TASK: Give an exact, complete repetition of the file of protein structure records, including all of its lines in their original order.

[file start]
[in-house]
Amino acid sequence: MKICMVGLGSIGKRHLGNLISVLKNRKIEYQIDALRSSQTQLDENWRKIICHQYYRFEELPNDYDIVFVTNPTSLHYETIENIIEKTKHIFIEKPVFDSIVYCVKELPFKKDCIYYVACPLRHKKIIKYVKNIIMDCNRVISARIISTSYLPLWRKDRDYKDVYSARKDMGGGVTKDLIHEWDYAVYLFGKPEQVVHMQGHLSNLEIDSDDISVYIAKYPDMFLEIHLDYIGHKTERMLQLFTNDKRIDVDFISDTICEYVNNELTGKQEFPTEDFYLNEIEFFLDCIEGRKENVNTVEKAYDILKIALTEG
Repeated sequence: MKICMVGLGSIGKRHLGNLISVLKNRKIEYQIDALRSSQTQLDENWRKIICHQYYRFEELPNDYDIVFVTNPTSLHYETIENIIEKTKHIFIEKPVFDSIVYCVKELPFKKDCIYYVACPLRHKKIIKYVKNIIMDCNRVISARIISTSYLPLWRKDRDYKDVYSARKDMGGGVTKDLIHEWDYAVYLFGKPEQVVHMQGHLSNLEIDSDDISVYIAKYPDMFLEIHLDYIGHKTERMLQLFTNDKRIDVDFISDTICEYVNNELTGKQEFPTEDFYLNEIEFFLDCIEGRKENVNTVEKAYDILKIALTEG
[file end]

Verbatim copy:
[in-house]
Amino acid sequence: MKICMVGLGSIGKRHLGNLISVLKNRKIEYQIDALRSSQTQLDENWRKIICHQYYRFEELPNDYDIVFVTNPTSLHYETIENIIEKTKHIFIEKPVFDSIVYCVKELPFKKDCIYYVACPLRHKKIIKYVKNIIMDCNRVISARIISTSYLPLWRKDRDYKDVYSARKDMGGGVTKDLIHEWDYAVYLFGKPEQVVHMQGHLSNLEIDSDDISVYIAKYPDMFLEIHLDYIGHKTERMLQLFTNDKRIDVDFISDTICEYVNNELTGKQEFPTEDFYLNEIEFFLDCIEGRKENVNTVEKAYDILKIALTEG
Repeated sequence: MKICMVGLGSIGKRHLGNLISVLKNRKIEYQIDALRSSQTQLDENWRKIICHQYYRFEELPNDYDIVFVTNPTSLHYETIENIIEKTKHIFIEKPVFDSIVYCVKELPFKKDCIYYVACPLRHKKIIKYVKNIIMDCNRVISARIISTSYLPLWRKDRDYKDVYSARKDMGGGVTKDLIHEWDYAVYLFGKPEQVVHMQGHLSNLEIDSDDISVYIAKYPDMFLEIHLDYIGHKTERMLQLFTNDKRIDVDFISDTICEYVNNELTGKQEFPTEDFYLNEIEFFLDCIEGRKENVNTVEKAYDILKIALTEG